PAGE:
As it turns out, your body’s explosive energy stores — collectively known as phosphagen — have a shelf life of about 10 to 20 seconds. Once you burn through that, your body starts relying on other, less strength-friendly sources of fuel. But phosphagen replenishes itself in about the same amount of time once activity stops. So if you operate within this time frame — training in beast mode for 10 to 20 seconds, or about the time it takes to knock out three to six heavy reps, then resting about the same amount of time — you ensure that you are always running on your best source of energy for heavy work.

Using the bench press as an example again: The guy who can’t get 225 for 10 — maybe he can get six to seven clean reps — can try doing two segments of three and two segments of two (3+3+2+2=10), taking 10 to 20 seconds of “rest” each time he racks the bar. Now he has gotten 10 muscle-building reps and in more efficient fashion because the muscles never truly reached the point of failure. After two to three minutes of rest, the set can be repeated two to three more times. This technique adds volume to workouts because of the extra reps, so before long, a set of 10 at 225 will be this bencher’s warm-up. 

Want to really have your mind blown? The soul of rest-pause has been transplanted into other work-then-rest protocols such as high-intensity interval training and Tabata training, each backed by volumes of research of their own. 

JOE SAYS: The Rest-Pause Principle is a great way to maximize strength and size gains, but load selection is key. In each rest-pause set, you’ll still want to end up with a number of reps that promotes the gains you’re looking for (i.e., eight to 12 for size). The chest workout here is front-loaded with two big-boy rest-pause moves and followed by some isolation work to fully exhaust the whole of your pectoral mass.

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BENCH-PLUSSED

Upgrade your chest-training formula with this routine, designed to take advantage of your body’s most potent pushing fuel.

WEIDER PRINCIPLE: MUSCLE CONFUSION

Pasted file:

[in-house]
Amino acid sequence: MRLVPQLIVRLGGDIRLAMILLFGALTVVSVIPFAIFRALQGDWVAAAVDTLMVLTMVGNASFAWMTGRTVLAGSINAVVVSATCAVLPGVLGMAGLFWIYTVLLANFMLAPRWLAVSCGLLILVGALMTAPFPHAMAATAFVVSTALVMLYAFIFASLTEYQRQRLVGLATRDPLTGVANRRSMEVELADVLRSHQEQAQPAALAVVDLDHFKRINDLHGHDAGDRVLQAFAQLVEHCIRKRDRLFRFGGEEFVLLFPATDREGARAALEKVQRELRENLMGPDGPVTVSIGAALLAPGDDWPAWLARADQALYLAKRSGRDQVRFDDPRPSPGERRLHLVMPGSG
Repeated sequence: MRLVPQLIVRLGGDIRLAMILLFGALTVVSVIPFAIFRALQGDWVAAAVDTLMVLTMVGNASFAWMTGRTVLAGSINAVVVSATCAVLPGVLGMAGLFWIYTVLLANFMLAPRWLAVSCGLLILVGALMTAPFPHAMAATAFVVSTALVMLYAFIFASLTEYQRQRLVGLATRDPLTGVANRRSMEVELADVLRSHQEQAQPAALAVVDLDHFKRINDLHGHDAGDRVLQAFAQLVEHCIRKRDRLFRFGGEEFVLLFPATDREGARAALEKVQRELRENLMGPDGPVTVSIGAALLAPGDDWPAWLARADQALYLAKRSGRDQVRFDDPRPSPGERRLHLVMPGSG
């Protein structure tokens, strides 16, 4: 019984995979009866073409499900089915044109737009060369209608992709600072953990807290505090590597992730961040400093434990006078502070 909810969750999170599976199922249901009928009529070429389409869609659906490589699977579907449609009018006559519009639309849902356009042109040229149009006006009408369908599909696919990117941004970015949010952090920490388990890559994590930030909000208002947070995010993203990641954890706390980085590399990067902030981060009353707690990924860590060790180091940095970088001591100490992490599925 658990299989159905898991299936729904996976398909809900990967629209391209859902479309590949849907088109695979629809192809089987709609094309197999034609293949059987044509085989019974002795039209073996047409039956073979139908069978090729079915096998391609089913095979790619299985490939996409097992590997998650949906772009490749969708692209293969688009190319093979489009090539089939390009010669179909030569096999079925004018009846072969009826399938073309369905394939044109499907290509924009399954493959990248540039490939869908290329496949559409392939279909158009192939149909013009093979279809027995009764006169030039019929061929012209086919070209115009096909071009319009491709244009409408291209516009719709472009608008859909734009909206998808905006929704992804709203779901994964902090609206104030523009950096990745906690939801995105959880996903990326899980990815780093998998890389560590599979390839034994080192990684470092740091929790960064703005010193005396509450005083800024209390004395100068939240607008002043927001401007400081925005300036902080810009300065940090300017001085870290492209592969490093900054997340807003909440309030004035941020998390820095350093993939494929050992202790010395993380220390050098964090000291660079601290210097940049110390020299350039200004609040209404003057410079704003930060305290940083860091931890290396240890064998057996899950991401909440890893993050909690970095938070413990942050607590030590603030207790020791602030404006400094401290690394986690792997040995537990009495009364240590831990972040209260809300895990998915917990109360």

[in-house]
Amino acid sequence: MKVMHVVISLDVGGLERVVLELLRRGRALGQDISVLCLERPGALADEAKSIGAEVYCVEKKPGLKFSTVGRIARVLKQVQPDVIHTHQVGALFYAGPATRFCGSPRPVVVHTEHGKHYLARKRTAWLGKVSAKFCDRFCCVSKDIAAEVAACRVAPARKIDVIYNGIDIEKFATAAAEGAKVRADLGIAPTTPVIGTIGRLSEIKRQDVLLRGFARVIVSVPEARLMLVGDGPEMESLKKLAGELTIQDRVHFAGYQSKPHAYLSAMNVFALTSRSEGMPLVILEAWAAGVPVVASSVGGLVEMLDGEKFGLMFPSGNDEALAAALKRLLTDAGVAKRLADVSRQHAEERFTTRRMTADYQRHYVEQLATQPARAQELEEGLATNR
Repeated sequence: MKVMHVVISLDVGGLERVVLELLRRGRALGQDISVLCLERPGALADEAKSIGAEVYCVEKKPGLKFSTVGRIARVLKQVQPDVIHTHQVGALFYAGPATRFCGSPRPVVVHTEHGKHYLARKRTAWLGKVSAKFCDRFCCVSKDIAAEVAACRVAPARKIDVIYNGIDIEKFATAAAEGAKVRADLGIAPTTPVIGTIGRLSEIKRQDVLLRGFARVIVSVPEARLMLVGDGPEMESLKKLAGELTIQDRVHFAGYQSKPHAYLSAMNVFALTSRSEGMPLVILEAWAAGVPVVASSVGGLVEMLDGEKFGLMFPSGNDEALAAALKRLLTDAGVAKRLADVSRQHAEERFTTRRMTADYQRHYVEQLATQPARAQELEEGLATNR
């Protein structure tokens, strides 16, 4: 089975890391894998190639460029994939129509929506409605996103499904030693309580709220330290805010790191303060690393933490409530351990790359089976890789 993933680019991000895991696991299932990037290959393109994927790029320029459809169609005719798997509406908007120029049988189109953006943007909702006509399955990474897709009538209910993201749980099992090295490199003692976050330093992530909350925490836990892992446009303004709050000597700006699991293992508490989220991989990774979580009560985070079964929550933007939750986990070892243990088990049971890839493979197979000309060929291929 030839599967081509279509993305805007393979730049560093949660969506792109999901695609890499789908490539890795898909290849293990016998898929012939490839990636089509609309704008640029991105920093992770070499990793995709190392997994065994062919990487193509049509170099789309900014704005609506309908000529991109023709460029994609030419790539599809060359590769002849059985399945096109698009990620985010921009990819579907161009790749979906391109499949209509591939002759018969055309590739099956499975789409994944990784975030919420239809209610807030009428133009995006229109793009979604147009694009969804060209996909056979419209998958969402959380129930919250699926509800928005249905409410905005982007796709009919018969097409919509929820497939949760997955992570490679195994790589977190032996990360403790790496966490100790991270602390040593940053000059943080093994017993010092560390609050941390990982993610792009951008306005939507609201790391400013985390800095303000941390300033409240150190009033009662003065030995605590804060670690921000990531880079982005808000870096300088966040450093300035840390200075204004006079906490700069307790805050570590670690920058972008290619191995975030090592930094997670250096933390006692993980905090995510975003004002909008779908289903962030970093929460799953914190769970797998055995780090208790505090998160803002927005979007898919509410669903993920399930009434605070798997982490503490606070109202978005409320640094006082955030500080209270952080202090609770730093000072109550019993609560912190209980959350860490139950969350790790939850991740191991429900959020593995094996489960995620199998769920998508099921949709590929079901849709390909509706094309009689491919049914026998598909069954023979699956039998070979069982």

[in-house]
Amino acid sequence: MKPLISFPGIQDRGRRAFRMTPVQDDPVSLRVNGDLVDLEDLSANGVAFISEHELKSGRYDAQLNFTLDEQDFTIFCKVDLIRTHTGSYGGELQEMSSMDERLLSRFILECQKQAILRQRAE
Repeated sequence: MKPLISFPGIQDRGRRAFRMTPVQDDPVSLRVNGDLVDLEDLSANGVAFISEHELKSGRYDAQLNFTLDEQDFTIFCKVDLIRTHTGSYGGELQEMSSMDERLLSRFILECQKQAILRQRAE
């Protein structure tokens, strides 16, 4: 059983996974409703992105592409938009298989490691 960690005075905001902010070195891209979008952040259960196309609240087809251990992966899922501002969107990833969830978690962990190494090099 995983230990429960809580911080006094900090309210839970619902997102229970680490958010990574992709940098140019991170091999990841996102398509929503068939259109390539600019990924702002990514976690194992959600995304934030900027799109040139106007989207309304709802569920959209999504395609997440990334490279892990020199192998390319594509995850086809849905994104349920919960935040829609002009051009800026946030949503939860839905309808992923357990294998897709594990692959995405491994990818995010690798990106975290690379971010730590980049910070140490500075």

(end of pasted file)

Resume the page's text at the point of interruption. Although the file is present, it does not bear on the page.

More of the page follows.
Weider once hypothesized that a body constantly challenged by new exercises, rep ranges, rest periods and other variables would be more likely to respond in perpetuity. It’s worth noting that this was long before Tony Horton, Mr. P90X himself, laid claim to the concept and made a small fortune.

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The idea behind muscle confusion is simple: Adaptation is inevitable. In other words, if you continue to perform the same workouts week to week, your body will eventually become reluctant to grow new muscle or shed more body fat. It reaches a point of homeostasis at which it has become fully accustomed to doing what you ask of it. Gone unchecked, muscle starts to disappear and fat starts to return. Remember, your body doesn’t want to be lean or muscular, so when it sees a window of opportunity to return to a more “natural” state, it doesn’t hesitate.

The antithesis of muscle confusion — also known as undular periodization — is linear periodization, which also has its merits. In linear periodization programs, you train a certain way for a certain number of weeks (generally six to 12), usually focusing on a particular goal such as strength, size or burning more fat. The workout variables become more intense over that time frame. Those looking to add size, for example, will add more weight on given exercises while staying within muscle-building rep ranges. 

Muscle confusion, on the other hand, thrives on forcing your body to do the unexpected and can actually produce better gains in size and strength than a strict, linear periodized program. Researchers in Brazil found this to be the case when they pitted an undular periodization group against groups on linear and non-periodized programs. After 12 weeks, those who followed a more “confused” program exhibited far greater gains in bench-press and leg-press strength than subjects in the other two groups. A similar study out of Brazil found that a group of subjects that changed rep ranges every workout increased the size of their triceps (5 percent) and biceps (10 percent) twice as much as a linear group.

JOE SAYS: While the typical model of linear periodization has you sticking within the same framework of exercises, sets and rep ranges over several weeks, the Muscle Confusion Principle advocates just the opposite. While the options are so numerous as to become, well, confusing, you can simply pick one or two variables to manipulate for your bodyparts from week to week.

CONFUSED CAPS

Keep your shoulders guessing over the next four weeks with this varied approach.